Companies

Delisting case: SEBI ‘censures’ Astrazeneca promoters, foreign investor Elliott

Our Bureau Mumbai | Updated on June 07, 2020

But takes no action as interests of minority shareholders were not harmed

Market regulator SEBI has ‘censured,’the promoters of Astrazeneca Pharma India (AZPI) and Elliot Group for ‘unfair trade practices and professional misconduct,’ while attempting to delist the shares of the company in 2014. SEBI has not imposed any fine or punishment on the promoters.

AZPI is the Indian subsidiary of the British drugmaker AstraZeneca AB and has been making unsuccessful attempts to delist its shares from Indian exchanges for more than a decade. Its hurdle has been a higher price demand by retail investors.

In May 2013, foreign investor Elliott picked up a 15.52 per cent stake in the AZPI via an offer for sale (OFS), a mechanism where the company issues new shares. It was done via foreign institutional investor (FII) sub accounts including DB International Asia, Suffolk (Mauritius), Morgan Stanley Asia (Singapore), BNP Paribas Arbitrage, Mansfield (Mauritius) and Merrill Lynch Capital Markets Espana SA SVB.

In 2014 when AZPI promoters decided to delist, SEBI observed that Elliott decided to tender all its shares. The regulator found that AZPI and Elliott were acting in concert to influence the delisting in a manner that could be detrimental for retail shareholders. The delisting did not go through and in 2016 even before SEBI’s investigations into the matter were on Elliott sold a large chunk of its stake in AZPI.

“I caution the noticees (AZP AB Sweden and Elliott) and direct them to refrain from indulging in such unfair trade practices in future,” SK Mohanty, SEBI Whole Time Member (WTM), said in his order.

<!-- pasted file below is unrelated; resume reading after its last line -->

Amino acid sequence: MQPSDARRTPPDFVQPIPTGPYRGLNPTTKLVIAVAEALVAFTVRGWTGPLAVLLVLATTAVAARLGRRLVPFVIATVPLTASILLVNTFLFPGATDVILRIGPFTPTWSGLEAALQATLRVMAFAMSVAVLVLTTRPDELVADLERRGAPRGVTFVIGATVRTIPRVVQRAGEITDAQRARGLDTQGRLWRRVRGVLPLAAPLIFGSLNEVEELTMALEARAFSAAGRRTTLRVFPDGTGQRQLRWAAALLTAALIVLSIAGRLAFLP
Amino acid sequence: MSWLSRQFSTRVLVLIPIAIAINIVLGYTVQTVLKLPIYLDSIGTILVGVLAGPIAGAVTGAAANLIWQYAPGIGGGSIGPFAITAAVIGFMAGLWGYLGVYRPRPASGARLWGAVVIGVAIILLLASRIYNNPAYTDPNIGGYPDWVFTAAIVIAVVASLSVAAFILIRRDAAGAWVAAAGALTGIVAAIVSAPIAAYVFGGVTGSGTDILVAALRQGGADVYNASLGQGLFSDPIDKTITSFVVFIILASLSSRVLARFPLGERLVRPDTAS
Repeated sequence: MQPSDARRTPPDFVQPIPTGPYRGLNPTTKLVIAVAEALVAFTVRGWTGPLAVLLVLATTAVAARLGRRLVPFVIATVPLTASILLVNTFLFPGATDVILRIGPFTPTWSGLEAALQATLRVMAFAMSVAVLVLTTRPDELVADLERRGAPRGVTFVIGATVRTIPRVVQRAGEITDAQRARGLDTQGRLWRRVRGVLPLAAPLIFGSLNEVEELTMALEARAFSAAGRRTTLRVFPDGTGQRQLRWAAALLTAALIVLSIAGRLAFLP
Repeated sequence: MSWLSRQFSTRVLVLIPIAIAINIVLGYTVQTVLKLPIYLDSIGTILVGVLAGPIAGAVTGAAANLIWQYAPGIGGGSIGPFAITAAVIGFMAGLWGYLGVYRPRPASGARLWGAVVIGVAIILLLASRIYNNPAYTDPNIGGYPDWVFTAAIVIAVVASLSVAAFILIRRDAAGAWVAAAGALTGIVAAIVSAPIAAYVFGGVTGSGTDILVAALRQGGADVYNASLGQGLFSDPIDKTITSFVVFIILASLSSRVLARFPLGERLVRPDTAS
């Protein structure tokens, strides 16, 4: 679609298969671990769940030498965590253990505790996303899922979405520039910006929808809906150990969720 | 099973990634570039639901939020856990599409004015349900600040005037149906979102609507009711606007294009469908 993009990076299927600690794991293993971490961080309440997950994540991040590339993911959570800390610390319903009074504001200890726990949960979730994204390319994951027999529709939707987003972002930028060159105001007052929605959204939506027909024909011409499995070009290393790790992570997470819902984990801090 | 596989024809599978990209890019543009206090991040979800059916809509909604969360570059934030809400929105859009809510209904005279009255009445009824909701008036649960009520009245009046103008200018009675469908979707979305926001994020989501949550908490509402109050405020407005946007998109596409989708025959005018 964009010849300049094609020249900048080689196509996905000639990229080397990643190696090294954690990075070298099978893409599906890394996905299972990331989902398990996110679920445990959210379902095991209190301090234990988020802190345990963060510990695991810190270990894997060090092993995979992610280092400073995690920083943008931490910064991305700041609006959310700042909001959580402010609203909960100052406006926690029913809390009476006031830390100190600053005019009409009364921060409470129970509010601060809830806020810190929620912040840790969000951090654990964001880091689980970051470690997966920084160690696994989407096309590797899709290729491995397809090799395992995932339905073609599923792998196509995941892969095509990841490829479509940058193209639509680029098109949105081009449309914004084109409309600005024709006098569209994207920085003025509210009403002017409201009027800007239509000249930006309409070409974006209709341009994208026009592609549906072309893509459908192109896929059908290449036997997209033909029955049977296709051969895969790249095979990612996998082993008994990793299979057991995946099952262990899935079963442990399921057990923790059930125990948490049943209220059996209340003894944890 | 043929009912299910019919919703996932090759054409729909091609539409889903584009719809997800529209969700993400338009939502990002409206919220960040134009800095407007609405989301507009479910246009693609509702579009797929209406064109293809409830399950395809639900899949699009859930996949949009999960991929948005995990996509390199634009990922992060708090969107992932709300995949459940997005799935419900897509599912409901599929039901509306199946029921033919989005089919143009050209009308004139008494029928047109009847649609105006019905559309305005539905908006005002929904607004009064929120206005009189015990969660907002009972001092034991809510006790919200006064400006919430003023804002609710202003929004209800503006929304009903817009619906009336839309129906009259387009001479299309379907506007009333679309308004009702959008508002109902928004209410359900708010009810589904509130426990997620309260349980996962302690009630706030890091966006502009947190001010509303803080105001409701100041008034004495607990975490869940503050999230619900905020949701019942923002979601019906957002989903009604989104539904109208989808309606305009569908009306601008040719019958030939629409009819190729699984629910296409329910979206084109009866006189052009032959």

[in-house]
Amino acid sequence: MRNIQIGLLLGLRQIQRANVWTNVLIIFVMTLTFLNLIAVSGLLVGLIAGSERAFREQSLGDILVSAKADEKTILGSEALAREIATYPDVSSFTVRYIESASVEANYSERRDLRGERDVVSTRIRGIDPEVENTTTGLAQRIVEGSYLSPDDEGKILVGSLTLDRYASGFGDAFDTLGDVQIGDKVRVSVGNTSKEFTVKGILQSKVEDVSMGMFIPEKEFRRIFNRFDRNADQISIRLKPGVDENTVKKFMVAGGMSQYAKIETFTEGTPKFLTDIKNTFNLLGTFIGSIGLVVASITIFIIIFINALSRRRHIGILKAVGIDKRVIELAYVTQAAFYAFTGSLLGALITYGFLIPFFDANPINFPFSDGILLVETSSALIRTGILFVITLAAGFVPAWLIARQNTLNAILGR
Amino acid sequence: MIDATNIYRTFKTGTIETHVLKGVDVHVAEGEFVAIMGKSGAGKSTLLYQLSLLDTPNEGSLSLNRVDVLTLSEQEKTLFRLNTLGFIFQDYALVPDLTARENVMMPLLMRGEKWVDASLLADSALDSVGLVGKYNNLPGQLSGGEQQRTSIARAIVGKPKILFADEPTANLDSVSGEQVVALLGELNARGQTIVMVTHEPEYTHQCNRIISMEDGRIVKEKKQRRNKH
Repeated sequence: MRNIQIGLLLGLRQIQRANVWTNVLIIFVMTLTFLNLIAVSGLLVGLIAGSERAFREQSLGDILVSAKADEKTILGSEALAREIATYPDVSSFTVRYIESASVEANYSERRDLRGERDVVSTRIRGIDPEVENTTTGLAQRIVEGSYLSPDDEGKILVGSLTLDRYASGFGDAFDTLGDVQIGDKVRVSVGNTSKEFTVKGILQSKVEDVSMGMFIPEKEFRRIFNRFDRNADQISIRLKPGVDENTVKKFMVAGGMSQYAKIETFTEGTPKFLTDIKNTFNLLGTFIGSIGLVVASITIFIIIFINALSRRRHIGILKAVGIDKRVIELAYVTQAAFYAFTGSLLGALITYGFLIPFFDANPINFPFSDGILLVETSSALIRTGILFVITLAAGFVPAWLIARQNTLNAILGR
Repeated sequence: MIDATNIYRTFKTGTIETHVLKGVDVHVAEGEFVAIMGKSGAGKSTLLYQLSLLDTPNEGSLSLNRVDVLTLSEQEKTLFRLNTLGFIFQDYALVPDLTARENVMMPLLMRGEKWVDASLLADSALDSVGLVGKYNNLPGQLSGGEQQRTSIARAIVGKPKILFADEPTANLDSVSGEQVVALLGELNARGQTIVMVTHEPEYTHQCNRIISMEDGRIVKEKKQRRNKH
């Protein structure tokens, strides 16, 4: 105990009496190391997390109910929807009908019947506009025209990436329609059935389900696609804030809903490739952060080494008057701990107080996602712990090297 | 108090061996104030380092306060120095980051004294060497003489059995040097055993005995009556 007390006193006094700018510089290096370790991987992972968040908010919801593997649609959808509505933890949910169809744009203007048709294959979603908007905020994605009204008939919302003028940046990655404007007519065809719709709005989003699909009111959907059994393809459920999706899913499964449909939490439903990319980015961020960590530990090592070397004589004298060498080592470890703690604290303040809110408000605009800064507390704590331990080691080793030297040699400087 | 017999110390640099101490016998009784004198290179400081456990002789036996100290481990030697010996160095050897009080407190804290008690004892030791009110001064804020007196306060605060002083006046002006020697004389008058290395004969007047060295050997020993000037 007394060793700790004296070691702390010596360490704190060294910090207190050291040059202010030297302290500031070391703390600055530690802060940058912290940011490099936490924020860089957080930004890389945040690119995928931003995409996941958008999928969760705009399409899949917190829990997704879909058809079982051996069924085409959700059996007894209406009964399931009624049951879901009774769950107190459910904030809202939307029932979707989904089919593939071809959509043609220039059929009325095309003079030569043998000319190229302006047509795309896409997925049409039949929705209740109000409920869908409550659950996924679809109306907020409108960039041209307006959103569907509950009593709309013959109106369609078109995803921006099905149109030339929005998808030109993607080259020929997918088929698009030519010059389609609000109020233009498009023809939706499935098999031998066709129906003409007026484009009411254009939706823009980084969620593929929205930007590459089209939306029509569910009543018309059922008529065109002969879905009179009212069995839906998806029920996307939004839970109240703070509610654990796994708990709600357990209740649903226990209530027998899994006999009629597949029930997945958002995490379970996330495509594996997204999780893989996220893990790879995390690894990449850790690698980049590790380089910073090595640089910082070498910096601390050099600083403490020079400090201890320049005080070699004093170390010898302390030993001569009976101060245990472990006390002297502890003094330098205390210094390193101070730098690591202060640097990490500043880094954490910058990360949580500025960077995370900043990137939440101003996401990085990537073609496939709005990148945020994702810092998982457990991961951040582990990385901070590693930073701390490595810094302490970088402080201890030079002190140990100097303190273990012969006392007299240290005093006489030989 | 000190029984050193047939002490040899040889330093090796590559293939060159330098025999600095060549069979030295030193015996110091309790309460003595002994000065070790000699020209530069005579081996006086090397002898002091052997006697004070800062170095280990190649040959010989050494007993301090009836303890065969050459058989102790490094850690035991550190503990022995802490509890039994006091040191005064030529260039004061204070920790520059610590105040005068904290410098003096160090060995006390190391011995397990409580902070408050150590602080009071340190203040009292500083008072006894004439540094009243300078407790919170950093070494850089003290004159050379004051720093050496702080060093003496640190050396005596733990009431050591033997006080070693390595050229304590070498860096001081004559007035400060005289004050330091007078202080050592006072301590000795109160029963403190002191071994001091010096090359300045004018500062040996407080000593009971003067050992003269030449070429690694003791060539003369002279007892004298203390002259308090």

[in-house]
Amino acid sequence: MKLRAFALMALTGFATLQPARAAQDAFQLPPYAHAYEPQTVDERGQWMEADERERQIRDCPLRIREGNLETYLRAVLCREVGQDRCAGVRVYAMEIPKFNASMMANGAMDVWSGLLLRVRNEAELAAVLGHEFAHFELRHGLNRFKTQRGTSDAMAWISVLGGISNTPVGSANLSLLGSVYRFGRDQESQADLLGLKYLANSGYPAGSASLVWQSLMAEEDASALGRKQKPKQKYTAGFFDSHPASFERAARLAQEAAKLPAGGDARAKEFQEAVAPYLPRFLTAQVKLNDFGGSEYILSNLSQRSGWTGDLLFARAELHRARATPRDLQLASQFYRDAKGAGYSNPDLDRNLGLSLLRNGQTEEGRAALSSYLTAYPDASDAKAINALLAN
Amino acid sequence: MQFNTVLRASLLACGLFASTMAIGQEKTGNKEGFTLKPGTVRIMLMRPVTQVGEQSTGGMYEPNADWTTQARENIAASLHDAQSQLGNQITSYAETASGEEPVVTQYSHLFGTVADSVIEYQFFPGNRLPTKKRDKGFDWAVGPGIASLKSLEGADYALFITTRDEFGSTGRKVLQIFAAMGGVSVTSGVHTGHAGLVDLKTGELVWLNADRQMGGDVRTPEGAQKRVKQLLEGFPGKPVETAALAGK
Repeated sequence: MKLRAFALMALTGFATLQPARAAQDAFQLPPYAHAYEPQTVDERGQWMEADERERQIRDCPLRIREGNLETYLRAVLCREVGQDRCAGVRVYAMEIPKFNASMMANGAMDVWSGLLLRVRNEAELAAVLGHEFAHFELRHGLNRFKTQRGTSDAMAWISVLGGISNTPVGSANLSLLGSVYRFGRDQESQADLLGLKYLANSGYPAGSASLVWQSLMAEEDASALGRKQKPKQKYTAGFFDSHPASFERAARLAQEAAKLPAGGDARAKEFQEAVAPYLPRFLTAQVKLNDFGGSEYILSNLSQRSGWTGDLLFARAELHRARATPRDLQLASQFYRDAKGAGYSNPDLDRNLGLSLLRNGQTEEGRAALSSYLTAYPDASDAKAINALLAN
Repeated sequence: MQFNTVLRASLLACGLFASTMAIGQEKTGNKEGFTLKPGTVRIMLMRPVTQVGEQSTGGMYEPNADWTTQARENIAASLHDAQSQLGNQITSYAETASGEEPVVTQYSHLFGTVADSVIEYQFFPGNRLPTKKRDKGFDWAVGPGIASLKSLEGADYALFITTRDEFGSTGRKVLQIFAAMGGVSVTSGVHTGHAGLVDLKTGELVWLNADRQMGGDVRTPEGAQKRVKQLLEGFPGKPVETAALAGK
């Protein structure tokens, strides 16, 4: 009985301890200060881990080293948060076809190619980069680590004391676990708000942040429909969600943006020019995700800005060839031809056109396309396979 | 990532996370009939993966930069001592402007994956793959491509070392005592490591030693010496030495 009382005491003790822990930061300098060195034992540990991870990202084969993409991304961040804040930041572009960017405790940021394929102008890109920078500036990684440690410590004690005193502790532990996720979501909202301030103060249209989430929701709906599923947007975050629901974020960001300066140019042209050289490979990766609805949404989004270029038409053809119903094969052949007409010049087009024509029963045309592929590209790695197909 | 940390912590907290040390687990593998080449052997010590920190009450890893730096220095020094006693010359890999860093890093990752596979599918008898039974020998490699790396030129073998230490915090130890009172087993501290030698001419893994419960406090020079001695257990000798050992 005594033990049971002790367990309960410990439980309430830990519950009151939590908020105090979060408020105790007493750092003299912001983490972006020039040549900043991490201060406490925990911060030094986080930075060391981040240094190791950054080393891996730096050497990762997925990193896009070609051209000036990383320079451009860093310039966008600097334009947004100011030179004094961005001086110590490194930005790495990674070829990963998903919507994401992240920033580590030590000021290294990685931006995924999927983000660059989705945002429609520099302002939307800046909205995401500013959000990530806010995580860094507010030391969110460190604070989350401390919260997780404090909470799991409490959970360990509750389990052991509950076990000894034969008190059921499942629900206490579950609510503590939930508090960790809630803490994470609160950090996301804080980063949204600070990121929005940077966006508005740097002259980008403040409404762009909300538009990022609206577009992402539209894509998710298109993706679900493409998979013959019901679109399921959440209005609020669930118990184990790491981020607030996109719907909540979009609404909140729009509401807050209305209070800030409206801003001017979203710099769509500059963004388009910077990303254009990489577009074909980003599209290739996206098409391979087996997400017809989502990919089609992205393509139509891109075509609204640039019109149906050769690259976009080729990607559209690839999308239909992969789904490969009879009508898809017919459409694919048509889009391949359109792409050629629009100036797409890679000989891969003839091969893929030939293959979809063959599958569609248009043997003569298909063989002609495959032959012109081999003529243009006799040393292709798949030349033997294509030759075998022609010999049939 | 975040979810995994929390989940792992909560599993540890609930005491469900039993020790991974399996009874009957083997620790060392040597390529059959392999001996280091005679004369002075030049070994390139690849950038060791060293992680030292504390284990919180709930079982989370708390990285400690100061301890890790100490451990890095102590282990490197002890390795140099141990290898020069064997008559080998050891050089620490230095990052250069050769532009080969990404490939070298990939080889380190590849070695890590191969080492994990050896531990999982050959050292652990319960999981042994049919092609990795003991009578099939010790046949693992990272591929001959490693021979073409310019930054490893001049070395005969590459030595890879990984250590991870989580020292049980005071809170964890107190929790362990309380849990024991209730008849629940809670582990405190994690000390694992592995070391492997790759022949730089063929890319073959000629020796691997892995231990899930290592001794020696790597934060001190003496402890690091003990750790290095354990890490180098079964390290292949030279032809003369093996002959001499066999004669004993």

He said that his strong ‘censure’ to the noticees was for displaying gross professional misconduct and fraudulent trade practice in trying to arrive at a private arrangement among them so as to help the company sail through the delisting procedure in a manner that was intended to dilute the Reverse Book Building procedure and jeopardising the interests of the retail public shareholders.

On why no action has been taken, Mohanty explained that the scheme of fraud had failed, “though the noticees had conducted their affairs in a very self effacing manner with an ambition to fulfil their goal of delisting without any consideration of the commercial interest of the retail shareholders, providentially their plan to execute their ambition through an artifice or device in the form of pre-arranged negotiated price for delisting could not fructify and interest of the minority public shareholders remained protected and saved from being adversely affected by the probable manipulative actions of the notices. Also, Elliott Group have already divested their stake in the company,” he said.

SEBI has asked stock exchanges to closely monitor the entire delisting process to be initiated by the company in future to ensure compliance with all regulatory stipulations with fairness, transparency and integrity and to promptly report any aberrations noticed in the delisting process of AZPI.

Published on June 07, 2020

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